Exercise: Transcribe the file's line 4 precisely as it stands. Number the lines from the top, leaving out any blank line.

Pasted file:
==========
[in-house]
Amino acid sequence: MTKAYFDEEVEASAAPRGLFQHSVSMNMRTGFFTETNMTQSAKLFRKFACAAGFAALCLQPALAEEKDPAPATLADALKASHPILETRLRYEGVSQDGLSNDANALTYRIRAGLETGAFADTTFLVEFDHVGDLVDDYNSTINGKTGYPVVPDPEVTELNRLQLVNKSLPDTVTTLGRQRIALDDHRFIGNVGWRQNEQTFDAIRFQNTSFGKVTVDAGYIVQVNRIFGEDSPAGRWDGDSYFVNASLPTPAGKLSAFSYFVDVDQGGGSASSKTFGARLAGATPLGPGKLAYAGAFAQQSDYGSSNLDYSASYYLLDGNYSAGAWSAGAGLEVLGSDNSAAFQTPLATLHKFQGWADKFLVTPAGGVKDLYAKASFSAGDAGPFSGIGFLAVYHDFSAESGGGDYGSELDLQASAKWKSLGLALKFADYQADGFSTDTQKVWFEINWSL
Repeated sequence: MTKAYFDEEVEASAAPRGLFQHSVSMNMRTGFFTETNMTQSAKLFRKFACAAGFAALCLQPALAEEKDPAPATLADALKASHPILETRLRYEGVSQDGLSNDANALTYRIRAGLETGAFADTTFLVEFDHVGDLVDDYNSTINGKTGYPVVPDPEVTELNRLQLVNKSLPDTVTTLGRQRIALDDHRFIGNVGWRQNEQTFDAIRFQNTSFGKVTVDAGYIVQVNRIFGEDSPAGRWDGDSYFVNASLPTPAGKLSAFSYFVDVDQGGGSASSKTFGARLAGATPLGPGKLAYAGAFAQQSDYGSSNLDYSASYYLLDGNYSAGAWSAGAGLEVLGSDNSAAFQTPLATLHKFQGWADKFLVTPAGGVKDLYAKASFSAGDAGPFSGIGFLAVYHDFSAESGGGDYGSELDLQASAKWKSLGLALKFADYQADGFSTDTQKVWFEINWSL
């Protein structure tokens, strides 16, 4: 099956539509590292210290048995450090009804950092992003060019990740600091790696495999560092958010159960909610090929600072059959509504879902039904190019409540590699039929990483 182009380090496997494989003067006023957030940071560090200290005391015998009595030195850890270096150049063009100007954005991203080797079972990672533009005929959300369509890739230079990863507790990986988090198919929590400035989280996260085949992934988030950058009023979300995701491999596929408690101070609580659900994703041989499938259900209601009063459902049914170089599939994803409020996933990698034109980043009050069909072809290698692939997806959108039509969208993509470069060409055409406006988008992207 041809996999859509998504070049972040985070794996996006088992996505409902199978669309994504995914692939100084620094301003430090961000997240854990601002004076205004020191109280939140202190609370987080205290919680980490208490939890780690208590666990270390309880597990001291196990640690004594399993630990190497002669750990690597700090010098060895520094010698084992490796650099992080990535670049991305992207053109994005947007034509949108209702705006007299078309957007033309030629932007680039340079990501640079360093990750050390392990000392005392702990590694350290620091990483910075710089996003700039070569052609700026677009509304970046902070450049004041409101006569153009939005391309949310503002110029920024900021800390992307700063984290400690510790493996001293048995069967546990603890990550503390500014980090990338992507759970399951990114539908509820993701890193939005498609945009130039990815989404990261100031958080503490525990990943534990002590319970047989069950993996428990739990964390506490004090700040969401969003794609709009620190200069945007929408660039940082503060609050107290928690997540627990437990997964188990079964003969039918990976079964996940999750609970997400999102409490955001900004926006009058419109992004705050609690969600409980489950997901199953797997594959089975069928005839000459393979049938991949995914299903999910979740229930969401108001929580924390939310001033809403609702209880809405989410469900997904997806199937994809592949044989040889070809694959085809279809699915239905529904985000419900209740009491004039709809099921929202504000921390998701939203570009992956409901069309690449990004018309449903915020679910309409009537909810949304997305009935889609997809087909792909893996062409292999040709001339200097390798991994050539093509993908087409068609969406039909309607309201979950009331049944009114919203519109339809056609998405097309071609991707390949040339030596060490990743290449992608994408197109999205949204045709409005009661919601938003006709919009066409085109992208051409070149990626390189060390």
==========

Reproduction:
């Protein structure tokens, strides 16, 4: 099956539509590292210290048995450090009804950092992003060019990740600091790696495999560092958010159960909610090929600072059959509504879902039904190019409540590699039929990483 182009380090496997494989003067006023957030940071560090200290005391015998009595030195850890270096150049063009100007954005991203080797079972990672533009005929959300369509890739230079990863507790990986988090198919929590400035989280996260085949992934988030950058009023979300995701491999596929408690101070609580659900994703041989499938259900209601009063459902049914170089599939994803409020996933990698034109980043009050069909072809290698692939997806959108039509969208993509470069060409055409406006988008992207 041809996999859509998504070049972040985070794996996006088992996505409902199978669309994504995914692939100084620094301003430090961000997240854990601002004076205004020191109280939140202190609370987080205290919680980490208490939890780690208590666990270390309880597990001291196990640690004594399993630990190497002669750990690597700090010098060895520094010698084992490796650099992080990535670049991305992207053109994005947007034509949108209702705006007299078309957007033309030629932007680039340079990501640079360093990750050390392990000392005392702990590694350290620091990483910075710089996003700039070569052609700026677009509304970046902070450049004041409101006569153009939005391309949310503002110029920024900021800390992307700063984290400690510790493996001293048995069967546990603890990550503390500014980090990338992507759970399951990114539908509820993701890193939005498609945009130039990815989404990261100031958080503490525990990943534990002590319970047989069950993996428990739990964390506490004090700040969401969003794609709009620190200069945007929408660039940082503060609050107290928690997540627990437990997964188990079964003969039918990976079964996940999750609970997400999102409490955001900004926006009058419109992004705050609690969600409980489950997901199953797997594959089975069928005839000459393979049938991949995914299903999910979740229930969401108001929580924390939310001033809403609702209880809405989410469900997904997806199937994809592949044989040889070809694959085809279809699915239905529904985000419900209740009491004039709809099921929202504000921390998701939203570009992956409901069309690449990004018309449903915020679910309409009537909810949304997305009935889609997809087909792909893996062409292999040709001339200097390798991994050539093509993908087409068609969406039909309607309201979950009331049944009114919203519109339809056609998405097309071609991707390949040339030596060490990743290449992608994408197109999205949204045709409005009661919601938003006709919009066409085109992208051409070149990626390189060390």